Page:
|From:||Jai Tao <jdfalk@****.COM>|
|Date:||Wed, 6 Apr 1994 00:25:56 -0400|
Montgomery Community Television
Built in 1986 as a public access cable television facility, this
nonprofit organization fell upon hard times as the Montgomery County,
Maryland government reduced funding over the years. As cable and
broadcast television, telephone companies, and other organizations built
the information network which was to become The Matrix, this and other
cable and low-power broadcast TV stations were shunted aside and largely
As time went on, the MontCom studios became a mecca of artistic
videography. When a small contingency in the Betapunk video artistry
organization split off for form the U-Punks (so named in honor of the Sony
3/4" U-Matic videotapes they used) in 1998, they found a home on the
Rockville MontCom studios.
By 2040, MontCom had linked to the Matrix, and deckers such as Joe
Young V (grandson of the engineer who kept MonCom's 3/4" equipment going
until 2018) will provie hookups for any community which would like
flatscreen viewing of the eclectic, obscure shows the facility is so well
Presently, anybody who has passed their examinations can send
video recordings for broadcast. They gave up on magnetic tape in 2030,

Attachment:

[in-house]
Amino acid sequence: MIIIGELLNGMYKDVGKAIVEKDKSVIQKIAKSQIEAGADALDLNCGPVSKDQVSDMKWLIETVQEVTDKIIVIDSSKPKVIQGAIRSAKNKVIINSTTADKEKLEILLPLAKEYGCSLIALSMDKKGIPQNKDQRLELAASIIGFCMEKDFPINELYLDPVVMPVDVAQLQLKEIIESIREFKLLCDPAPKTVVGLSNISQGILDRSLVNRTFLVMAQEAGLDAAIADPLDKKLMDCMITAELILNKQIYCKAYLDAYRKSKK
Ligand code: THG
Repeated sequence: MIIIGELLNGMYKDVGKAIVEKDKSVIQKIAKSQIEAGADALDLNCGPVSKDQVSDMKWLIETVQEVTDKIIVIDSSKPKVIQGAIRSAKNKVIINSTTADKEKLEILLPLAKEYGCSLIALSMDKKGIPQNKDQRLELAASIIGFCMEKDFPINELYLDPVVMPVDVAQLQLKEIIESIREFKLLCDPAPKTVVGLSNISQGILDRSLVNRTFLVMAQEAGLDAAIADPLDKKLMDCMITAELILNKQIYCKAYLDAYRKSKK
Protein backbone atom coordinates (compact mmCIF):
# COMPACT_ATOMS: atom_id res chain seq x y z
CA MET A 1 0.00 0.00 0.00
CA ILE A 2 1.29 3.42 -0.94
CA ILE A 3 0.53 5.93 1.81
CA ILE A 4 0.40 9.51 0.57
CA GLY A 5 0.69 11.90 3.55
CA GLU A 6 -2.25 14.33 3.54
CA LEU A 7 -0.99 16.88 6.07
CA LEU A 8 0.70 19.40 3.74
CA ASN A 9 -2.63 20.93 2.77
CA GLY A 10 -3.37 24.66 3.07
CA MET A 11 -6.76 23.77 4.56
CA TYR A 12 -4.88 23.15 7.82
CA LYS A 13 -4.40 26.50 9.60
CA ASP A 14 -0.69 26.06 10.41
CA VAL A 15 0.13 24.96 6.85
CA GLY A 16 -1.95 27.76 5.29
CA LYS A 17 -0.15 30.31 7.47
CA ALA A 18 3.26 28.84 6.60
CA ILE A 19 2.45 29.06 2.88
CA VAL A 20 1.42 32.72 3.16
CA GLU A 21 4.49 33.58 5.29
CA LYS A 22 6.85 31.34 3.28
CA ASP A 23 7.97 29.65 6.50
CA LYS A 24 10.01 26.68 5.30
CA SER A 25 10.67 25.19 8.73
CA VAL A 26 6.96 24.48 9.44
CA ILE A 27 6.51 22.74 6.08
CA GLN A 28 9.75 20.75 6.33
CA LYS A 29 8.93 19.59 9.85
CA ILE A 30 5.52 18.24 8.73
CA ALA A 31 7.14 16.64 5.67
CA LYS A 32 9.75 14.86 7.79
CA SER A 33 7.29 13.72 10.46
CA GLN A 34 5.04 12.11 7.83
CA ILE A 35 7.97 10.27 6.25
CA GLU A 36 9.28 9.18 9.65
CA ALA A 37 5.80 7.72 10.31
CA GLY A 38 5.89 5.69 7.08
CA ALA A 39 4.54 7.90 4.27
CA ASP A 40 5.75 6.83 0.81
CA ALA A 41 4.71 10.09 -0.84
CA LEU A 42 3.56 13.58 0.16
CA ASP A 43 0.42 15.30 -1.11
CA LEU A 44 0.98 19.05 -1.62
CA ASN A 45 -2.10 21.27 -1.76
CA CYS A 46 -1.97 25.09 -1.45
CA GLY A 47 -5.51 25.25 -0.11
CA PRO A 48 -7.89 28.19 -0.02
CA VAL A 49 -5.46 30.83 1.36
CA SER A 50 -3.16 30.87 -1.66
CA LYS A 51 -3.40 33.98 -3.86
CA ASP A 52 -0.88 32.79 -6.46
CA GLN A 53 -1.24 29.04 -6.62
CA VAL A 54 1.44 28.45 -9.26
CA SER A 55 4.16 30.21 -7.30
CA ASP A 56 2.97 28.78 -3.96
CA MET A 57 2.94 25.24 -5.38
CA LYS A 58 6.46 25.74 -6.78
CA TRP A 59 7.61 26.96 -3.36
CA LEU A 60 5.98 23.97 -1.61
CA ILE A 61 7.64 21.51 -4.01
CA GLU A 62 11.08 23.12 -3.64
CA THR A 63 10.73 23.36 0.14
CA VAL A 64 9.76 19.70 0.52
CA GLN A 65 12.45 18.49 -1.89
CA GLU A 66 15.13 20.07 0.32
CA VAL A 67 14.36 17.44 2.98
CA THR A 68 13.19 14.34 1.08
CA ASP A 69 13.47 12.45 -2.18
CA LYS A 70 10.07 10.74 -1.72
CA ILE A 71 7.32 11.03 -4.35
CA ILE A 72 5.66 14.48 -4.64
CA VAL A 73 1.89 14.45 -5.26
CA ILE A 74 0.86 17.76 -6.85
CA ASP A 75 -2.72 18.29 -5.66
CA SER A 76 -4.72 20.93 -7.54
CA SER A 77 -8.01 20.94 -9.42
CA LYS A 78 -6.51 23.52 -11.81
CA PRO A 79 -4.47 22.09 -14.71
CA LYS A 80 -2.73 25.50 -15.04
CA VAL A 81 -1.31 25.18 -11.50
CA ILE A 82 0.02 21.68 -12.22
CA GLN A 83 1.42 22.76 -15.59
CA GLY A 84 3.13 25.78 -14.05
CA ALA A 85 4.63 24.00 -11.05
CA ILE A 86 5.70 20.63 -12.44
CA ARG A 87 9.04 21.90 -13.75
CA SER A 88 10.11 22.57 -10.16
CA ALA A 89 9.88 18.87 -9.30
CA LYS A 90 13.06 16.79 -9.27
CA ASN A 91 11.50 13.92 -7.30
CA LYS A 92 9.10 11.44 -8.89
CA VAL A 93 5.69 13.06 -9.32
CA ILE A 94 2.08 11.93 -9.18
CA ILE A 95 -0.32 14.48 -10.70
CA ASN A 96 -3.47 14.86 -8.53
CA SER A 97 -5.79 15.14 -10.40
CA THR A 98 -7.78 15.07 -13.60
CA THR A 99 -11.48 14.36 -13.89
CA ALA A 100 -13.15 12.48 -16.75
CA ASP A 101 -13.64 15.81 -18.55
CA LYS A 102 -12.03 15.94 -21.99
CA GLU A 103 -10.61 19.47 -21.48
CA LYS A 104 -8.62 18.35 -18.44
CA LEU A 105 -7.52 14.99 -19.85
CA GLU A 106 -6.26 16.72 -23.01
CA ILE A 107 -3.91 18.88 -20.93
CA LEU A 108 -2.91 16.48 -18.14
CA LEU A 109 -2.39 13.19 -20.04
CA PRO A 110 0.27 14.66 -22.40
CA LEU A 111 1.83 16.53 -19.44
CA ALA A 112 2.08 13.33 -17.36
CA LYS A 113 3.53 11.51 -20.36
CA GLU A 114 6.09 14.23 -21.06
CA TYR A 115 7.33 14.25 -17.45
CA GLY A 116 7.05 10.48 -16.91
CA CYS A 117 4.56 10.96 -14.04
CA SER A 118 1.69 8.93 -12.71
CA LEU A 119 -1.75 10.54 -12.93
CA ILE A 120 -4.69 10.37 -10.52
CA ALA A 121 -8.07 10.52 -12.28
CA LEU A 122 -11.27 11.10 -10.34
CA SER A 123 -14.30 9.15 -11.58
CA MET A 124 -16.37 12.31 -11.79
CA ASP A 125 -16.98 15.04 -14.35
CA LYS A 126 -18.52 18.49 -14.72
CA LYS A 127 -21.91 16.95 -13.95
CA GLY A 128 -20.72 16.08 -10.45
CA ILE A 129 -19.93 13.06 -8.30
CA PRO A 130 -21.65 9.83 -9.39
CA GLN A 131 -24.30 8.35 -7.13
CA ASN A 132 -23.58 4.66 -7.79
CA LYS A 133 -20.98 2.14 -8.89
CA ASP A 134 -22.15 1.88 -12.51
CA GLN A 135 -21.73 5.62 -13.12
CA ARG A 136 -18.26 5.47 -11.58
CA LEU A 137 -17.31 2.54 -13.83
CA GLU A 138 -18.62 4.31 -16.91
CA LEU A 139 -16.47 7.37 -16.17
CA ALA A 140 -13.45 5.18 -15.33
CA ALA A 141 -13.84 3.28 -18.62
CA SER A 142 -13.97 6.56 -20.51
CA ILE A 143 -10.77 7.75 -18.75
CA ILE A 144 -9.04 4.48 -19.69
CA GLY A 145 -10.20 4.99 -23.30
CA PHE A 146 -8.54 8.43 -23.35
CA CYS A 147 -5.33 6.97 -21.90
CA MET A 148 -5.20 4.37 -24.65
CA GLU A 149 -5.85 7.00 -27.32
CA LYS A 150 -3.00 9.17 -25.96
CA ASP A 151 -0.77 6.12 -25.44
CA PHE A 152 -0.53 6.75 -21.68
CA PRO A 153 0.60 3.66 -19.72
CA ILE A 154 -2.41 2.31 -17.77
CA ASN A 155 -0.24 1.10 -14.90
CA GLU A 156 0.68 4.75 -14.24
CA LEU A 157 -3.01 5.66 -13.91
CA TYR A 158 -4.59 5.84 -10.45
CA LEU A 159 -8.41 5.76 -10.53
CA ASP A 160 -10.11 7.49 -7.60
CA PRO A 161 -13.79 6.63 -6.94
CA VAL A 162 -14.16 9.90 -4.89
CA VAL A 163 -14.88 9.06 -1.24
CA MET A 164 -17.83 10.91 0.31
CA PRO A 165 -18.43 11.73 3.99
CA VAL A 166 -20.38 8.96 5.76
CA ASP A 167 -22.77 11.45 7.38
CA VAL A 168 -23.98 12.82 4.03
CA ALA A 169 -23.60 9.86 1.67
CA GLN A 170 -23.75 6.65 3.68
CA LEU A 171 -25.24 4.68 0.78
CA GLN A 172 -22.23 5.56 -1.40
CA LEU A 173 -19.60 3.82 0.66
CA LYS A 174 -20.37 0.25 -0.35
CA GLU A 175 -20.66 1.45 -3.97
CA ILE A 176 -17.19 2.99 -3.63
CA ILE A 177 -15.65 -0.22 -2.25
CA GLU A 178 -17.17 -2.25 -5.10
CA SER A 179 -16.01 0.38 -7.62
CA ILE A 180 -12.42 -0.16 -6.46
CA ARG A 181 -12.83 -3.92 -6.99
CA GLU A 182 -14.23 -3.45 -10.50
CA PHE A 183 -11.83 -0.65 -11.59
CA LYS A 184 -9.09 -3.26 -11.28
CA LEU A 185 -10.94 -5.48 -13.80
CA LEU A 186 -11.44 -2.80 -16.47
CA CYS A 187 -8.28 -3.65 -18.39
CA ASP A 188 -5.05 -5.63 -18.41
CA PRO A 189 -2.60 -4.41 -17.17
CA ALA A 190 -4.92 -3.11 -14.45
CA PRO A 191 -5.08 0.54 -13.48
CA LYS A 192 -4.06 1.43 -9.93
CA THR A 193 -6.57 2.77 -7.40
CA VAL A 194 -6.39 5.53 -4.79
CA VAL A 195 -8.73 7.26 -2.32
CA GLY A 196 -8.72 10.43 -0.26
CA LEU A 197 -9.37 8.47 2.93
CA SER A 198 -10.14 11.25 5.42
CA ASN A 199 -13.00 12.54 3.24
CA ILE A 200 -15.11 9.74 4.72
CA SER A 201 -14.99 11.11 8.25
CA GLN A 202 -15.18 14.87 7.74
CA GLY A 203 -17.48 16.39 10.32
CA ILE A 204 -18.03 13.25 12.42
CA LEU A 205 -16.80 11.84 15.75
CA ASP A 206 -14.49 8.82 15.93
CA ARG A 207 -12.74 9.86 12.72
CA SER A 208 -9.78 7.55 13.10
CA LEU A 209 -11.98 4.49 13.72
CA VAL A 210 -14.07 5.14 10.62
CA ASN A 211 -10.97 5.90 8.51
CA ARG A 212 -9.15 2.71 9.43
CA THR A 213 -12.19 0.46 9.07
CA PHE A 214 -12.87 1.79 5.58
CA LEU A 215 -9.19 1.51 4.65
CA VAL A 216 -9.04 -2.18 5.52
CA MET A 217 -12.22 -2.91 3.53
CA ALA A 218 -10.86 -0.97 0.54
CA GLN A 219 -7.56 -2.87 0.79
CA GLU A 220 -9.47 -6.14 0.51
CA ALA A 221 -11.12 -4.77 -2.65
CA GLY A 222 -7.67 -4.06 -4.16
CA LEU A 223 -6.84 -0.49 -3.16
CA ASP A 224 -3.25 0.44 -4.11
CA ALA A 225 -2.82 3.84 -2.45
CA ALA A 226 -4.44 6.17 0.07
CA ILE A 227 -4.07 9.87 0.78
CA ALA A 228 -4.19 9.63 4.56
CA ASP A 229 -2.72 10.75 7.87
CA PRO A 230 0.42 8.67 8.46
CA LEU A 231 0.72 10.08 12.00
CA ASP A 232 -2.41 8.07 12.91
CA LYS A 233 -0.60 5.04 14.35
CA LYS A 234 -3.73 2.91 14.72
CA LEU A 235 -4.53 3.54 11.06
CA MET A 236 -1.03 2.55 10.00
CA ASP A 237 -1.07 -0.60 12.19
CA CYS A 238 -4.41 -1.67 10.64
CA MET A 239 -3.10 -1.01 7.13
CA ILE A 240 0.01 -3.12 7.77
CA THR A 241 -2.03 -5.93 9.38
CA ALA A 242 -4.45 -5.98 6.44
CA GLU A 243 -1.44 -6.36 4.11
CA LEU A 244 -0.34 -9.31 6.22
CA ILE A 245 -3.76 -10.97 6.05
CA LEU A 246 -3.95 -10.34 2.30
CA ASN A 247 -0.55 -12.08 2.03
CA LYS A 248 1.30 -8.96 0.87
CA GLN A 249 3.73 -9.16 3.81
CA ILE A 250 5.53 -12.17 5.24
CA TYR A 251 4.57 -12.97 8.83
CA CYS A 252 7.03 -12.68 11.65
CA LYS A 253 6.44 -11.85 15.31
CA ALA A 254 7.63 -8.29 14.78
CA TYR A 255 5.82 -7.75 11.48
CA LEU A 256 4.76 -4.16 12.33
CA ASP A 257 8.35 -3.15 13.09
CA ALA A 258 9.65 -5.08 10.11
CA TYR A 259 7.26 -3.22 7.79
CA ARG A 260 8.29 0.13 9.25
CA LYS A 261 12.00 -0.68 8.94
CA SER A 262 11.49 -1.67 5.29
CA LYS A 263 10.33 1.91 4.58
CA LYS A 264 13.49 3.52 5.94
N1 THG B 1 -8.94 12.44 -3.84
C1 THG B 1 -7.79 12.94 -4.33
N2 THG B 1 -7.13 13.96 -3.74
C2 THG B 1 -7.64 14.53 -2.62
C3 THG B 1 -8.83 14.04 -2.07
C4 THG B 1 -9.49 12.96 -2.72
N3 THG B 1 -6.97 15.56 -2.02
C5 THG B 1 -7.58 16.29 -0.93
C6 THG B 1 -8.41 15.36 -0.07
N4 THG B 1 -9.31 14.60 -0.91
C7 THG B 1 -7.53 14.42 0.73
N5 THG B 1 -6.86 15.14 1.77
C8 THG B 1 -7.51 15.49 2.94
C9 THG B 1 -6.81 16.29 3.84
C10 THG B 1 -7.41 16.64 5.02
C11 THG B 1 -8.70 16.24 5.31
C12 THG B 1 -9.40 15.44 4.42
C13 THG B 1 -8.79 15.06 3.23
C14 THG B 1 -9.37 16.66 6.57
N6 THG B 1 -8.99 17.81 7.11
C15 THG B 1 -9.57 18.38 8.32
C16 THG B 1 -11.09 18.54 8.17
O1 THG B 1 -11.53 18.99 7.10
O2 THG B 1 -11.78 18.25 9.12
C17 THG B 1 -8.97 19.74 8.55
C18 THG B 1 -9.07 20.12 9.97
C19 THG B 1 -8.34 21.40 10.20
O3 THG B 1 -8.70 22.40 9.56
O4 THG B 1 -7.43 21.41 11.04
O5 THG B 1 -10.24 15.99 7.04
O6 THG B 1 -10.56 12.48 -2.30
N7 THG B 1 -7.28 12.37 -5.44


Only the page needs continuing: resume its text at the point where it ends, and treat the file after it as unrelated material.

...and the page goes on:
after their last second-hand D-5 digital videotape player broke down (it
is now in a museum), and currently accept most standard chip or disc
formats, as well as direct data transfers.
Though still liscensed by the U.C.A.S. Federal Communications
Commission, no government or corporation has control over them any longer.
The actual "broadcast" facility, still near the county seat (where its
been since 1986) is heavily fortified, and surrounded by the "Derwood Free
Zone," an area of seeming anarchy which is actually closely controlled by
Any strangers allowed inside would be watched carefully, but would
soon discover that good behavior and acceptance of the staffs'
eccentricities would be met by friendliness on the part of most, and
extreme indifference on the part of Joe Young V.
GM Notes: Most employees and "access users" (to employ the archaic
term) at MontCom are equipped with recording, low-light-capable eyes, and
absolutely _anything_ could be recorded. It is quite common for exciting
happenings to show up on the flatscreen feed, even if that is likely to
get some or all of the participants "in trouble."
Authors' Note: The actual nickname for Montgomery Community
Television is M.C.T., but in the world of Shadowrun that acronym is
already taken. Watch for an expanded description of this, the Derwood
Free Zone, and other areas in Maryland in the pages of the next N.E.R.P.S.